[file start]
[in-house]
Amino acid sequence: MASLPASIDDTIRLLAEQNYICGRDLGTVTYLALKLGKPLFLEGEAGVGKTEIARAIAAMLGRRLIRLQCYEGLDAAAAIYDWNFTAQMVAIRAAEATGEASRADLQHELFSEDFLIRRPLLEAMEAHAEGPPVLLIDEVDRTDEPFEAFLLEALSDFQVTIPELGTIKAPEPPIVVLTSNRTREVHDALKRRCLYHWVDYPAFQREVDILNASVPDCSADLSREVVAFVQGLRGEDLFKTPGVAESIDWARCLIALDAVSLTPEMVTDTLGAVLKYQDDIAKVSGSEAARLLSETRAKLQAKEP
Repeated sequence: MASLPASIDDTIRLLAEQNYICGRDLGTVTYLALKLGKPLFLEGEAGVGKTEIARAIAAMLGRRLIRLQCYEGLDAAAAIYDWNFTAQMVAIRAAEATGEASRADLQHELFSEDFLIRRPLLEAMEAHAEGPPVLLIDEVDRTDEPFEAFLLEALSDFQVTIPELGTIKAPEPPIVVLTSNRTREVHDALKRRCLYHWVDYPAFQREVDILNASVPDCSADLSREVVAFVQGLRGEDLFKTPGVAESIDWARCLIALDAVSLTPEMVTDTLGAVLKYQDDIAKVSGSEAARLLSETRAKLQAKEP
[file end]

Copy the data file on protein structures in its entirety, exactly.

[in-house]
Amino acid sequence: MASLPASIDDTIRLLAEQNYICGRDLGTVTYLALKLGKPLFLEGEAGVGKTEIARAIAAMLGRRLIRLQCYEGLDAAAAIYDWNFTAQMVAIRAAEATGEASRADLQHELFSEDFLIRRPLLEAMEAHAEGPPVLLIDEVDRTDEPFEAFLLEALSDFQVTIPELGTIKAPEPPIVVLTSNRTREVHDALKRRCLYHWVDYPAFQREVDILNASVPDCSADLSREVVAFVQGLRGEDLFKTPGVAESIDWARCLIALDAVSLTPEMVTDTLGAVLKYQDDIAKVSGSEAARLLSETRAKLQAKEP
Repeated sequence: MASLPASIDDTIRLLAEQNYICGRDLGTVTYLALKLGKPLFLEGEAGVGKTEIARAIAAMLGRRLIRLQCYEGLDAAAAIYDWNFTAQMVAIRAAEATGEASRADLQHELFSEDFLIRRPLLEAMEAHAEGPPVLLIDEVDRTDEPFEAFLLEALSDFQVTIPELGTIKAPEPPIVVLTSNRTREVHDALKRRCLYHWVDYPAFQREVDILNASVPDCSADLSREVVAFVQGLRGEDLFKTPGVAESIDWARCLIALDAVSLTPEMVTDTLGAVLKYQDDIAKVSGSEAARLLSETRAKLQAKEP